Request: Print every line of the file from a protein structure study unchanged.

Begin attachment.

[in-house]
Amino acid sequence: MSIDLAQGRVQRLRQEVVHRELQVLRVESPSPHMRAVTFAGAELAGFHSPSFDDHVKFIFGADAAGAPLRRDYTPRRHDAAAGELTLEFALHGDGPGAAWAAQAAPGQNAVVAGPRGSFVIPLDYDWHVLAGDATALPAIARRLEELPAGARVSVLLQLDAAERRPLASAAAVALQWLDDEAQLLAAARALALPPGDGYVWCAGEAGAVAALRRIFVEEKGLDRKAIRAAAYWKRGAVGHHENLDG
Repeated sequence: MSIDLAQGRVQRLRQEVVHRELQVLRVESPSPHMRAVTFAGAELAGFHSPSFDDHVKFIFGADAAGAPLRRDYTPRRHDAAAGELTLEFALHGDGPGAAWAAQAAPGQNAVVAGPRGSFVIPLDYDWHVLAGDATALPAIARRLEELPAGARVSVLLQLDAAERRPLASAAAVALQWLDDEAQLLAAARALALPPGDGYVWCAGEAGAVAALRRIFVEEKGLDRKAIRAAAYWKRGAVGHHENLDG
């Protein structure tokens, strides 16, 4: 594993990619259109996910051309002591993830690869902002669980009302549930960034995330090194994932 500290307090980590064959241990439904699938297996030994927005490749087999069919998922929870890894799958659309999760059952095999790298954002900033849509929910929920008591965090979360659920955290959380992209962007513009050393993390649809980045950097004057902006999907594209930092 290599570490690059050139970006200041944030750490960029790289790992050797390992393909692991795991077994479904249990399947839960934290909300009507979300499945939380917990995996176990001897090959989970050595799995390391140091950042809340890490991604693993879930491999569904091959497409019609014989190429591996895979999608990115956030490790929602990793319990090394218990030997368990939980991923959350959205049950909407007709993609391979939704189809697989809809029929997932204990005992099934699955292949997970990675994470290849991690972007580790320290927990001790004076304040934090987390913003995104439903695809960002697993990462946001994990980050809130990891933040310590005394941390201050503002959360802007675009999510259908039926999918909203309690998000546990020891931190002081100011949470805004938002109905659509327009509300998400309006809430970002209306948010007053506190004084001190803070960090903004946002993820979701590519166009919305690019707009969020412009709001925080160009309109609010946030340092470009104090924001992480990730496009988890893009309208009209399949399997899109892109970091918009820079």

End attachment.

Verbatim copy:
[in-house]
Amino acid sequence: MSIDLAQGRVQRLRQEVVHRELQVLRVESPSPHMRAVTFAGAELAGFHSPSFDDHVKFIFGADAAGAPLRRDYTPRRHDAAAGELTLEFALHGDGPGAAWAAQAAPGQNAVVAGPRGSFVIPLDYDWHVLAGDATALPAIARRLEELPAGARVSVLLQLDAAERRPLASAAAVALQWLDDEAQLLAAARALALPPGDGYVWCAGEAGAVAALRRIFVEEKGLDRKAIRAAAYWKRGAVGHHENLDG
Repeated sequence: MSIDLAQGRVQRLRQEVVHRELQVLRVESPSPHMRAVTFAGAELAGFHSPSFDDHVKFIFGADAAGAPLRRDYTPRRHDAAAGELTLEFALHGDGPGAAWAAQAAPGQNAVVAGPRGSFVIPLDYDWHVLAGDATALPAIARRLEELPAGARVSVLLQLDAAERRPLASAAAVALQWLDDEAQLLAAARALALPPGDGYVWCAGEAGAVAALRRIFVEEKGLDRKAIRAAAYWKRGAVGHHENLDG
């Protein structure tokens, strides 16, 4: 594993990619259109996910051309002591993830690869902002669980009302549930960034995330090194994932 500290307090980590064959241990439904699938297996030994927005490749087999069919998922929870890894799958659309999760059952095999790298954002900033849509929910929920008591965090979360659920955290959380992209962007513009050393993390649809980045950097004057902006999907594209930092 290599570490690059050139970006200041944030750490960029790289790992050797390992393909692991795991077994479904249990399947839960934290909300009507979300499945939380917990995996176990001897090959989970050595799995390391140091950042809340890490991604693993879930491999569904091959497409019609014989190429591996895979999608990115956030490790929602990793319990090394218990030997368990939980991923959350959205049950909407007709993609391979939704189809697989809809029929997932204990005992099934699955292949997970990675994470290849991690972007580790320290927990001790004076304040934090987390913003995104439903695809960002697993990462946001994990980050809130990891933040310590005394941390201050503002959360802007675009999510259908039926999918909203309690998000546990020891931190002081100011949470805004938002109905659509327009509300998400309006809430970002209306948010007053506190004084001190803070960090903004946002993820979701590519166009919305690019707009969020412009709001925080160009309109609010946030340092470009104090924001992480990730496009988890893009309208009209399949399997899109892109970091918009820079």